The City Magazine Since 1975

Sweet History

Sweet History
February 2015
A century ago, groundnut cakes were the signature confection of the Lowcountry

Today, shrimp and grits, she-crab soup, and frogmore stew are considered iconic Charleston foods, but a century ago, the Lowcountry was known for the groundnut cake. When Carolina expats dreamed of returning to Charleston, this candy came to mind. The treat’s popularity was even celebrated by The Evening Post in 1905:

Fancy woke for groundnut cake
That turbaned maumas cried.
The glucose made confections cheat,
And Dixie cookery died.

But what did they taste like? Modern-day re-creations vary. Some are as simple as straight-up peanut brittle, while others—like a version offered by Matt and Ted Lee—are more refined and buttery. Still others are akin to hard candy with nuts. All contain parched peanuts and either molasses or brown sugar. But a visitor to the 1902 Charleston Exposition supplies a missing dimension, noting to the Winston-Salem Journal that the cakes were “highly flavored with lemon peel.” There was a citrus tang to complement the bronzy sweetness and roasted crunch.

The groundnut vendor,  often an older woman who, according to a 1911 News and Courier article, was “neatly dressed, her head gaily turbaned, a clean kerchief crossed over her bosom,” would appear on the city streets in the last week of February or the first week of March. In good weather, sellers could be found stationed on shaded street corners, sitting on three-legged stools from 9 a.m. until dark. On their laps lay round platters topped with brown butcher paper, on which they displayed their wares.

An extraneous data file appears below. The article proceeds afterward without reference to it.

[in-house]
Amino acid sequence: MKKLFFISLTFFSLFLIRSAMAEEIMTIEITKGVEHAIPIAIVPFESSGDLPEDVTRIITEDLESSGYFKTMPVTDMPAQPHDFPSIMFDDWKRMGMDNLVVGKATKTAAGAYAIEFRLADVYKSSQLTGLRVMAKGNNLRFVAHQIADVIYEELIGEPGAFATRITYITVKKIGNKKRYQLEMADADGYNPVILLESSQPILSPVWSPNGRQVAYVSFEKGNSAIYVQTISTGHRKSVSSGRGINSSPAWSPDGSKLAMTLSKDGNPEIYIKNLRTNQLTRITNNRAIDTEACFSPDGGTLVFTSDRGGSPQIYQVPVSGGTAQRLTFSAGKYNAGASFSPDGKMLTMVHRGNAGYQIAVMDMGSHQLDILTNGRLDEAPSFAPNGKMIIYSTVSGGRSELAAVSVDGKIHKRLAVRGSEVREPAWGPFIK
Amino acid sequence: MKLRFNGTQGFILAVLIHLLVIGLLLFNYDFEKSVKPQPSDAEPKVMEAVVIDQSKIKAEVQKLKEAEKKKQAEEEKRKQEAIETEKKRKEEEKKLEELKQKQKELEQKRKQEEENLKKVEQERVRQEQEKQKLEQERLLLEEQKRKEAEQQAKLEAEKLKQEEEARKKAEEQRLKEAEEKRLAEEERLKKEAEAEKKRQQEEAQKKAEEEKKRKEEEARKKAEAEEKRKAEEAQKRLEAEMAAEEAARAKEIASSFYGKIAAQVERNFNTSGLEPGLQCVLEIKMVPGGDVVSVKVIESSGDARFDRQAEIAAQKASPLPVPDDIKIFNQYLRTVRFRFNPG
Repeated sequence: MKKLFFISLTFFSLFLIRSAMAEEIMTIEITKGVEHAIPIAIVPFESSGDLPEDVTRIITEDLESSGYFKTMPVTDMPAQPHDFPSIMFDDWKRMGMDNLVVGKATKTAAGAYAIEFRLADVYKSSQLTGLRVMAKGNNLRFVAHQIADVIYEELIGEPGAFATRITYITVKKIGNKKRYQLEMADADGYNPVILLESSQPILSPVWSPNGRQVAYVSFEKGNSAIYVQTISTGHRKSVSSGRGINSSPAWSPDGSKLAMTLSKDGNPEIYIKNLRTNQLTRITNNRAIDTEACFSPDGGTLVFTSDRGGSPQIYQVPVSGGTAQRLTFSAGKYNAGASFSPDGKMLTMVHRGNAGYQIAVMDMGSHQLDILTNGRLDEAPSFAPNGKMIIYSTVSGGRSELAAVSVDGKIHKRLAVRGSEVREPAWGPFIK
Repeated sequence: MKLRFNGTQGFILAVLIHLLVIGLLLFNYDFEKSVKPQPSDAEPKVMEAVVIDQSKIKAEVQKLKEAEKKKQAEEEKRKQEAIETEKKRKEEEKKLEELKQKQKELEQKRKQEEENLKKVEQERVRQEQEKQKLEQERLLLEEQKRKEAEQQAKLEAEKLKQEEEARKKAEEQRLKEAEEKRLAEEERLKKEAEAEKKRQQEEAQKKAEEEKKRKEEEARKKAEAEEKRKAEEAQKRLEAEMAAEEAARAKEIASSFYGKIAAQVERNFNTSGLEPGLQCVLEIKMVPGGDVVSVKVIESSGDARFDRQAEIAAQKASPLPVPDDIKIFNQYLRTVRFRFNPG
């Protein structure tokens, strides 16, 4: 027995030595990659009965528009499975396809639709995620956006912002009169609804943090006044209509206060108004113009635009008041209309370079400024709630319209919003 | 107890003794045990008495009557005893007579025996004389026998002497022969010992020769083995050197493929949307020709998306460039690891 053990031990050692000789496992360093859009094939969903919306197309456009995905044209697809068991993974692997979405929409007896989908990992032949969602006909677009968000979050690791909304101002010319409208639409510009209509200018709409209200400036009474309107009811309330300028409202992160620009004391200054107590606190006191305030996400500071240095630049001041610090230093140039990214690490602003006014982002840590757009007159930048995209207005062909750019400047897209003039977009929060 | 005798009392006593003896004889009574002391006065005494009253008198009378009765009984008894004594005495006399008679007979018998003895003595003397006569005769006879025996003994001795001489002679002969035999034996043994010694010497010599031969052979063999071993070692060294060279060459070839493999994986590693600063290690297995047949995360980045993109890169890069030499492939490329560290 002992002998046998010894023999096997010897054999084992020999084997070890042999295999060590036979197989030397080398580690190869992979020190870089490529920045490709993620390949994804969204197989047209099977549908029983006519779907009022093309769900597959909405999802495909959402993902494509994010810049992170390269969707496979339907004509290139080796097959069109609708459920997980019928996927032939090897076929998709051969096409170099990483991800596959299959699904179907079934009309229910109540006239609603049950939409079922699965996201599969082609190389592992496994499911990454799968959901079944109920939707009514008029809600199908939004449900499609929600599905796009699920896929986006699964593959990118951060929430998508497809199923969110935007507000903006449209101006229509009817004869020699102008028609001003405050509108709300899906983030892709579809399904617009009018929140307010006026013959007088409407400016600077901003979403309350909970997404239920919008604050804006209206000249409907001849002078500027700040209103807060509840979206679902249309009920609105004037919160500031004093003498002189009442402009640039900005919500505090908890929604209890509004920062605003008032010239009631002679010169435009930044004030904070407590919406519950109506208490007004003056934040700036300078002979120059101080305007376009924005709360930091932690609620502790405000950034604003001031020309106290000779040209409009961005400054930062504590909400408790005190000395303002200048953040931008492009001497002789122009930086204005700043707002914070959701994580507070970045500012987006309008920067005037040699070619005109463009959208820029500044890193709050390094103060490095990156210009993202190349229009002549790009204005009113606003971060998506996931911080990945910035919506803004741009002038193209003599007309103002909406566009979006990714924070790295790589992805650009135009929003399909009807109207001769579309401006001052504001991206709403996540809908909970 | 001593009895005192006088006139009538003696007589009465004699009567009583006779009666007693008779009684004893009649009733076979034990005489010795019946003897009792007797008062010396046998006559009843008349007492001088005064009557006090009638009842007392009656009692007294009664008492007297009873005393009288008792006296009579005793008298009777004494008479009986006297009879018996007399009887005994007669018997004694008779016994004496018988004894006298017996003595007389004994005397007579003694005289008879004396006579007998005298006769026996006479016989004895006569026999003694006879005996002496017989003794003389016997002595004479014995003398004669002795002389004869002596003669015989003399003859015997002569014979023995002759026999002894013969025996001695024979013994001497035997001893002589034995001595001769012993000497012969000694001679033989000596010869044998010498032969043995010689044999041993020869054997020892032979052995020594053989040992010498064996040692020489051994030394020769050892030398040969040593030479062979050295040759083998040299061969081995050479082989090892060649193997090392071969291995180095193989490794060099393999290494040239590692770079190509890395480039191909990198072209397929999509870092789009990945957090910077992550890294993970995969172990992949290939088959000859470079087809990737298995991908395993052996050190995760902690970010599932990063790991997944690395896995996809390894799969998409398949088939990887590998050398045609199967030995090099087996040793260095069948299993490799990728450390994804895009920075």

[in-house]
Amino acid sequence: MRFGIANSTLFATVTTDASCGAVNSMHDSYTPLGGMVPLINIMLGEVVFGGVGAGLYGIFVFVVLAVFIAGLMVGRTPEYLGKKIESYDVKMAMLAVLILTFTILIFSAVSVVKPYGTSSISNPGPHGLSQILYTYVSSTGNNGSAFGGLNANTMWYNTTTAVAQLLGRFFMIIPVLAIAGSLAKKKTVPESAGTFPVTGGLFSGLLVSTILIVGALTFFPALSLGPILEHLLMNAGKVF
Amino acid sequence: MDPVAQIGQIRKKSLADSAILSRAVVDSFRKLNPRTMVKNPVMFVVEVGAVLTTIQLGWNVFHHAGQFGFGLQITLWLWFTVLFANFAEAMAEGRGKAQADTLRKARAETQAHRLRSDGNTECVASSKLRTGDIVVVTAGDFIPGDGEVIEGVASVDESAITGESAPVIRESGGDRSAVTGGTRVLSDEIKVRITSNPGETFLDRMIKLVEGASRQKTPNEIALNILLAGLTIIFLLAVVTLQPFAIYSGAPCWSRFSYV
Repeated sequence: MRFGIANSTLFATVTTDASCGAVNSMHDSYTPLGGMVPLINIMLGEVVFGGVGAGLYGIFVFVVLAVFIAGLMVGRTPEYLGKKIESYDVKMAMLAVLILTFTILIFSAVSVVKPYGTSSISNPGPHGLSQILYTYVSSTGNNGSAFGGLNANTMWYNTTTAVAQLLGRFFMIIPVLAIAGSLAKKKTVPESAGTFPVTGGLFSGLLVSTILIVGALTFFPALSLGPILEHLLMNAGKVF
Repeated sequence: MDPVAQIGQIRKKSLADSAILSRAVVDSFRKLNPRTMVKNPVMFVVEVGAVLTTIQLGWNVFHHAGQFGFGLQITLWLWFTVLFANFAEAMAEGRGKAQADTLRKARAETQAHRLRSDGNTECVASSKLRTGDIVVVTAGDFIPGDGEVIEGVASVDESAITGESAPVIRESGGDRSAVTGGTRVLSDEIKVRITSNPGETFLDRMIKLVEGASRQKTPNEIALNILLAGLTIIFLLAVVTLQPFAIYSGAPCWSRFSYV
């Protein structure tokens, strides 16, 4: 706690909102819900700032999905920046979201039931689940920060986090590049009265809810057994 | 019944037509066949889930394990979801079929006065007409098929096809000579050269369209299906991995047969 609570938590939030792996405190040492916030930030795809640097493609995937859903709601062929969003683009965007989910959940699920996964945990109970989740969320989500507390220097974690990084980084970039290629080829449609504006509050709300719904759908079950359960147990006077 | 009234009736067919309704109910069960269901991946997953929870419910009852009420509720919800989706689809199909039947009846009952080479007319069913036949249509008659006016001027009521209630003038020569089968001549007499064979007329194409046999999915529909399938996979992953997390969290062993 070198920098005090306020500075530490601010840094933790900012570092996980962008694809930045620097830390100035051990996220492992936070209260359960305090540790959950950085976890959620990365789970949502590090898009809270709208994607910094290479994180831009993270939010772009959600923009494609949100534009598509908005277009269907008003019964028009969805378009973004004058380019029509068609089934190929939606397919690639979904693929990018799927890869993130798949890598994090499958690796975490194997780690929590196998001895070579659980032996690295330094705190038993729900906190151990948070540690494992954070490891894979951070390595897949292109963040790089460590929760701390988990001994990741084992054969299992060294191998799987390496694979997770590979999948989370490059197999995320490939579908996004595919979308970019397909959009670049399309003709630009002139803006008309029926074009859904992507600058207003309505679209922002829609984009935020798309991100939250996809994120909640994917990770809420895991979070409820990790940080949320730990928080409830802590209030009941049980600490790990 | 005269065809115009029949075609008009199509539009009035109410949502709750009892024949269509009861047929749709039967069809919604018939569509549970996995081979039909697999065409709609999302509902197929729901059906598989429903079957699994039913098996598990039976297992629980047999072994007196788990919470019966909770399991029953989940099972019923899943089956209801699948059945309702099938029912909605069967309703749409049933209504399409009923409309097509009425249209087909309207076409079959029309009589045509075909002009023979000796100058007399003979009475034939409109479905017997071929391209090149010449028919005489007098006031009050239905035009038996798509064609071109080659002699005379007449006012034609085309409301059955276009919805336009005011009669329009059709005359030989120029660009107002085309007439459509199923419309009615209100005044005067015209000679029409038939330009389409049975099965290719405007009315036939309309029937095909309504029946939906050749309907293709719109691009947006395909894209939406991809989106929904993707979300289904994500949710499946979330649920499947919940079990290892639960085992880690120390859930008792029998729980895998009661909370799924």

For close to 50 years, the price of a groundnut cake remained the same—a penny. As was perhaps inevitable, a gentrified, white-folks version was developed and found its way into later editions of Sarah Rutledge’s landmark The Carolina Housewife. These modified peanut tartlets were far too costly for street consumption. Furthermore, as observers of street food noted, the cakes were traditionally sweetened with molasses, while Rutledge’s version called for sugar. An 1895 News and Courier reporter elaborated this point: “It has been asserted that these vendors of sweets go down on the wharves, where the molasses hogsheads and casks are being unloaded, and scrape up such of the molasses as chanced to leak out or overrun, straining it for use in their confections. Be that as it may, the groundnut cakes are delightful, crisp and wholesome, the syrup boiled to just the right consistency, the nuts selected with care.” The final product was small and round and regarded by the The Evening Post as “Charleston’s greatest charm.” But when government health inspectors cracked down on the Holy City in 1918, the groundnut cake ladies and their wares were attacked as unsanitary, and the treat declined in popularity.

There is hope for a modern rebirth of the snack’s popularity. The Carolina African runner peanut, the standard Lowcountry peanut until early in the 20th century, is smaller, oilier, and more flavorful than other varieties, particularly after pan parching. After an 80-year hiatus, the Carolina Gold Rice Foundation is bringing this nut back into cultivation—which means in the not-too-distant future, we should be able to once again taste the groundnut cake in its original splendor.